Five of Cups
Mars in Scorpio
Keywords: despair, longing, sadness, grief, desolation,
In the RWS, we see a man in a black cloak, looking down at three spilled cups. Two upright cups are behind his back.
There is an overwhelming sense of grief and sadness, a sense of mourning a loss and being unable to move forward with one’s life.
This card is all about gratitude, or rather, what happens when you don’t have gratitude for the cups you have before you and sink into sorrow and disappointment.
Crucially, the man has lost three of his cups but two cups are still available. The lesson is thus: do not cry over spilled milk, especially not when you can turn towards the emotional cups you do have available.
In other words, the Five of Cups tells us to look for the silver lining. It is a warning against perpetual pessimism.
With that said, there is nothing wrong with grieving. Grief is an important emotion and one shouldn’t repress your feelings. Moreover, one cannot necessarily place a “time limit” on when grief is or is not appropriate, especially when it concerns the death of a loved one.
But we need not be so literal in our interpretation of grief. In general, it tells us that dwelling on the past is a recipe for emotional disaster.
From a Stoic perspective, since we cannot control the past, it is better to focus on the present and future, which we do have control over.
Thoth – Disappointment
In the Thoth Five of Cups, we see five cups with no water flowing through them. They sit above a blackened and diseased sea, with dying and rotten vegetation.
The cups are arranged in the form of an upside-down pentagram, which Crowley describes as a symbol of “the triumph of matter over spirit.”
Moreover, Crowley says, “The attribution is also to Mars in Scorpio, which is his own house; and Mars is the manifestation on the lowest plane of Geburah, while Scorpio, in its worst aspect, suggests the putrefying power of Water.”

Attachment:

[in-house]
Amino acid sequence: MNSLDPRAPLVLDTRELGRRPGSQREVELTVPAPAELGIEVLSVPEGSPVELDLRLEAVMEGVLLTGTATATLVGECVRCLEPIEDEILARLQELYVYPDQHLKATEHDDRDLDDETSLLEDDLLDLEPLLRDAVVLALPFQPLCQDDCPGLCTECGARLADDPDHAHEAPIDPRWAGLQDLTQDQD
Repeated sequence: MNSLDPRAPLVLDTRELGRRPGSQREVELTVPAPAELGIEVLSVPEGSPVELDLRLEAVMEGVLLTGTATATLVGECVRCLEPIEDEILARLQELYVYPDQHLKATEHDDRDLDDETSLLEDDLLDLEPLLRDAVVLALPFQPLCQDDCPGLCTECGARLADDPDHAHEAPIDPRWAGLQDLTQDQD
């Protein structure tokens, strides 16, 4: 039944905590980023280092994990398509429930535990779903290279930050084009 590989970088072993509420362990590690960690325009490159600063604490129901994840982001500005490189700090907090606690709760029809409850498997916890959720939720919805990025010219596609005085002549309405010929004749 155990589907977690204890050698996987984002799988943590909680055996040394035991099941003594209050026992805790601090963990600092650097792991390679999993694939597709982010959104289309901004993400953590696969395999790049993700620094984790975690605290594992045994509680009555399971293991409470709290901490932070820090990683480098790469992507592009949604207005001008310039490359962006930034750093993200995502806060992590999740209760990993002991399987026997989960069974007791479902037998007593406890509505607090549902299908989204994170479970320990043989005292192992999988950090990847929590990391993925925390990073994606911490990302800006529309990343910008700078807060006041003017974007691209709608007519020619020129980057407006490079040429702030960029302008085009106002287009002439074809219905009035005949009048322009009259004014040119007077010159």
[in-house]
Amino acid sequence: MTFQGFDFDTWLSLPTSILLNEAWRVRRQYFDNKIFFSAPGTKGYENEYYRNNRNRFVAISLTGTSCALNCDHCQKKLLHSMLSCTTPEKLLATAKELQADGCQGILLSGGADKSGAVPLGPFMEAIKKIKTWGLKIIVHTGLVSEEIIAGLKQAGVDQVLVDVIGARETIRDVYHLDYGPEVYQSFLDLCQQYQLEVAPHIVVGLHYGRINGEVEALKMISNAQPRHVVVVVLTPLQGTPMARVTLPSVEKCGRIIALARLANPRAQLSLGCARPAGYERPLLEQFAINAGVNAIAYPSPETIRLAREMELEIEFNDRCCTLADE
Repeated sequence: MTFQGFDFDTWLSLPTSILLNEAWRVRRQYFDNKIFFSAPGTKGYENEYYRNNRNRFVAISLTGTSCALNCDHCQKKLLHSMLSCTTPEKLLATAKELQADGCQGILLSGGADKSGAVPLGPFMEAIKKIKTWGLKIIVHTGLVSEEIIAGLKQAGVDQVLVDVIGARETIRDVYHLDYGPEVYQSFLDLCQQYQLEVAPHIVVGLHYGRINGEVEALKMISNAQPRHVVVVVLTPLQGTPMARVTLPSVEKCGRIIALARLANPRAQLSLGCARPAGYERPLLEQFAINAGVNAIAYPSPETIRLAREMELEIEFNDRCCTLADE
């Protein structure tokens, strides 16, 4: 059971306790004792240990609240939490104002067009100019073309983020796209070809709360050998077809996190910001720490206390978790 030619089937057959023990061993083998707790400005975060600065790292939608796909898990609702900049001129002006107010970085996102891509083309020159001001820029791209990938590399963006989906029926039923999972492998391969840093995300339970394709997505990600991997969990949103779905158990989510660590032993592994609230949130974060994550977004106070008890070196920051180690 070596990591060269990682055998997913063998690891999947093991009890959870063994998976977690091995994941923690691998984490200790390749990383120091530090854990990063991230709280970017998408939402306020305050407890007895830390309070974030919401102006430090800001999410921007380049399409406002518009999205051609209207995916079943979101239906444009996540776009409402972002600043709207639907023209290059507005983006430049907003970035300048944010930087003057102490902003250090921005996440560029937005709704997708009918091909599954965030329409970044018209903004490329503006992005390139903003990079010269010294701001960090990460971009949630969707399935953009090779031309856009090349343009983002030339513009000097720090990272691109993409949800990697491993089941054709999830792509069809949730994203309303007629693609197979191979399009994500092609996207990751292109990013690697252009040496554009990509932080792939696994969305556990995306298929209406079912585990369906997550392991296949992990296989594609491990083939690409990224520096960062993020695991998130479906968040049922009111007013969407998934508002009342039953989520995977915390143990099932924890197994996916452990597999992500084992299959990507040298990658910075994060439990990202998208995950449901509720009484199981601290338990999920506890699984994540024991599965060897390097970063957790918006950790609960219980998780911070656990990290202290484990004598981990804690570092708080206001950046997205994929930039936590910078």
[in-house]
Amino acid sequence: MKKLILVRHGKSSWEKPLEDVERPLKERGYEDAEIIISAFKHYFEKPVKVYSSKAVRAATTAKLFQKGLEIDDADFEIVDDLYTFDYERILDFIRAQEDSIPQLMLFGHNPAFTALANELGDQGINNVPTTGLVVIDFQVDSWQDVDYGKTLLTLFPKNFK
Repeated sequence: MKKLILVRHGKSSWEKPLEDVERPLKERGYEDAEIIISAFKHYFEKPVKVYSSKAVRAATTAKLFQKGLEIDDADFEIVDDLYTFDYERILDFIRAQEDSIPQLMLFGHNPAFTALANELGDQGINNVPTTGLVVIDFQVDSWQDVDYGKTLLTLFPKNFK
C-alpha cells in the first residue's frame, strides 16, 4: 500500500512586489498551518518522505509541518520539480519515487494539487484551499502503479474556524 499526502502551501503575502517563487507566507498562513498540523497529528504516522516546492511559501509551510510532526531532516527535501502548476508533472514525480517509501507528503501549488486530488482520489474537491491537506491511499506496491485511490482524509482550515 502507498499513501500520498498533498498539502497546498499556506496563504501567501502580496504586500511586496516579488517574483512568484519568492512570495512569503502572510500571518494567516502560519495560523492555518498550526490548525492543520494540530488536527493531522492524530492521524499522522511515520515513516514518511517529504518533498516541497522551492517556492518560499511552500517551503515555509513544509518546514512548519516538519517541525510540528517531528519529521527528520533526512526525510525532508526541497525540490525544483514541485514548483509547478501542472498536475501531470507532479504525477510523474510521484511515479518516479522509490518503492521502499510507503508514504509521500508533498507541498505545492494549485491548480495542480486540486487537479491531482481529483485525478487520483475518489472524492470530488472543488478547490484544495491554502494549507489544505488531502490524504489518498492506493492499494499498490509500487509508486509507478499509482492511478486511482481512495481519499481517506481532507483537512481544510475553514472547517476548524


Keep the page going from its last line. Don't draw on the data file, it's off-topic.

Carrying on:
In Qabalah the Five represents Geburah, which is fiery in nature. However, the cups being the suit of water, there is a natural sense of opposition between these contrasting elements. This leads to an overall sense of unease and imbalance.
The sky is red, representing the fiery winds of Geburah, which burn up the flowers and leave a trail of death in their wake.
In the Thoth, the Five of Cups does not have the notion of Silver lining as in the RWS version. But if we situate the Five of Cups in the overall sequence, we know the next step in the path through the Tree of Life is Tiphareth, the harmonious Christ-center.
Thus, there is still hope on the horizon although we cannot feel it as we are lost in the putrefaction of dead Water.
From Book T – The Lord of Loss in Pleasure
A white radiating Angelic Hand, holding lotuses or water-lilies, of which the flowers are falling right and left. Leaves only, and no buds, surmount them. These lotus stems ascend between the cups in the manner of a fountain, but no water flows therefrom; neither is there water in any of the cups, which are somewhat of the shape of the magical instrument of the Zelator Adeptus Minor.
Above and below are the symbols of Mars and Scorpio for the Decan.
Death, or end of pleasure: disappointment, sorrow and loss in those things from which pleasure is expected. Sadness, treachery, deceit; ill-will, detraction; charity and kindness ill requited; all kinds of anxieties and troubles from unsuspected and unexpected sources.
Geburah of HB:H (Disappointment in love, marriage broken off, unkindness of a friend; loss of friendship).
Herein rule HB:LVVYH and HB:PHLYH.